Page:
By: Pavina Thephithuck, Legal Fellow, BABSEA CLE

WALHI 1I was nomination to attend ‘The Study Visit of Laotian & Cambodian NGOs to Indonesia’, began my journey to Indonesia, a once in a lifetime experience that I had always dreamt of, This program was organized by the Human Rights Working Group (HRWG) Indonesia, and was held 30th January – 6th February, 2015 began.

I participated, in the program, because of my general interest in Legal Aid around the world and especially as it relates to Clinical Legal Education (CLE). Specifically, I wanted to learn about Lembaga Bantuan Hukum (LBH) Jakarta, or the Jakarta Legal Aid Foundation, the sustainability of its program and how it works in helping the poor. My expectations were to learn, with others, about how to overcome the challenges of Lembaga Bantuan Hukum (LBH) Jakarta, or the Jakarta Legal Aid Foundation,

The In-House Consultation Clinic at the National University of Laos, Faculty of Law and Political Science, where I work a considerable amount of my time, does not represent client in court. The clinic only provides legal advice. Therefore, I felt that this study visit would give me the opportunity to learn how to plan in the future to help represent client in court like Lembaga Bantuan Hukum (LBH) Jakarta does. Currently, if the client at the FLP In-House legal clinic needs to have someone represent him/her in court it is necessary to directly cooperate with the Laos Bar Association so the LBA can identify a lawyer who can directly help the client in court.

KOMNAS PerempuanHRWG has the perspective that it is important to build national capacity, in order to respond to regional challenges, especially regarding the integrated Association of Southeast Asian Nations (ASEAN). Before Laos will chair the ASEAN Community, in 2016, Indonesia will do so, in 2015. HRWG aims to prepare for this major undertaking, and I aimed to gain information for Laos’ preparation.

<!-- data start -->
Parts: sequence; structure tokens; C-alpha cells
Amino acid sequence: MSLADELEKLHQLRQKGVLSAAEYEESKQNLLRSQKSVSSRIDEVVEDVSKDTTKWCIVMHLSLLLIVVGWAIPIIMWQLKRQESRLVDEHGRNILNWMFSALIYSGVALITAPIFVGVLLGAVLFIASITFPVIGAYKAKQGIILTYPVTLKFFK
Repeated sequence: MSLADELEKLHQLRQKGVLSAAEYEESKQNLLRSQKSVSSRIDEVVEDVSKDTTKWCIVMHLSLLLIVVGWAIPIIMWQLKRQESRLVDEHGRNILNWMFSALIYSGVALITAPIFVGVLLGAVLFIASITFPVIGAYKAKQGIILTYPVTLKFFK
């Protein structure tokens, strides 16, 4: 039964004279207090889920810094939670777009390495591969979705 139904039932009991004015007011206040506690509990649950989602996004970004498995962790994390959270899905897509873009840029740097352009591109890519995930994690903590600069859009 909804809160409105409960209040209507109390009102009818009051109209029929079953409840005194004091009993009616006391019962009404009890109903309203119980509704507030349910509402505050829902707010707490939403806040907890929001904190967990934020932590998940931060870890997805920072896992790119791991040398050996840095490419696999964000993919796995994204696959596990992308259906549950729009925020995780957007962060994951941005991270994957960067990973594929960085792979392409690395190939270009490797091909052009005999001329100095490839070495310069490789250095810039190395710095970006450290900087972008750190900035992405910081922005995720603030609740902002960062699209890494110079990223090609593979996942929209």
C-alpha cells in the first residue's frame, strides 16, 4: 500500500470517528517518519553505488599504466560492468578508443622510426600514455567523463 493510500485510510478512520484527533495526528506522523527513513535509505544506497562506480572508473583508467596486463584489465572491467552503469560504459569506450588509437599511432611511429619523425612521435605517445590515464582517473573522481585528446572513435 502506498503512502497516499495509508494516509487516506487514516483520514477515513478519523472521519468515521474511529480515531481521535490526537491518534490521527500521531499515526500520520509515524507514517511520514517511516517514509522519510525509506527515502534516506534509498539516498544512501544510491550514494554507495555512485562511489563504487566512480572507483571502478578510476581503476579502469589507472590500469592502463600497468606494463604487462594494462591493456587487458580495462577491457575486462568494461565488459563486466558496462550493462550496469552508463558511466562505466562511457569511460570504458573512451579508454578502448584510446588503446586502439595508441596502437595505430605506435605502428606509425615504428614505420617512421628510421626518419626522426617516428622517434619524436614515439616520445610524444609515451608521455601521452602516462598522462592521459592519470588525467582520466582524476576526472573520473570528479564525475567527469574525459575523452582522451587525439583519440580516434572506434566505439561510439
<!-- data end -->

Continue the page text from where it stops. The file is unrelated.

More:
During the first 2 days, there were briefings about ASEAN. We learned about: the ASEAN Intergovernmental Commission on Human Rights (AICHR); , the ASEAN Charter; the ASEAN Human Rights Mechanism; what Civil Society Advocacy means to ASEAN and what the ASEAN Community really means to all ten ASEAN members, and to the world, at large.

First, we visited the Wahana Lingkungan Hidup Indonesia (WALHI), an environmental, non-governmental organization that is working on all environmental issues e.g., land and the sustainability of the life and livelihood of Indonesian people. I would say that this organization is very strong in helping people and protecting the environment, especially in Indonesia, but also in countries of the ASEAN region and all around the world.

We then visited the Perludem (Perkumpulan Untak Pemilu dan Demokrasi), a non-government organization that works on the right to vote for democracy in Indonesia. This organization helps people gain access to their voting rights i.e., the right to vote for any party or person of one’s choice, in any political capacity or office in the country. I think that free exchange of information is very important, in order to effectively vote for someone who will hear your voice and express your rights.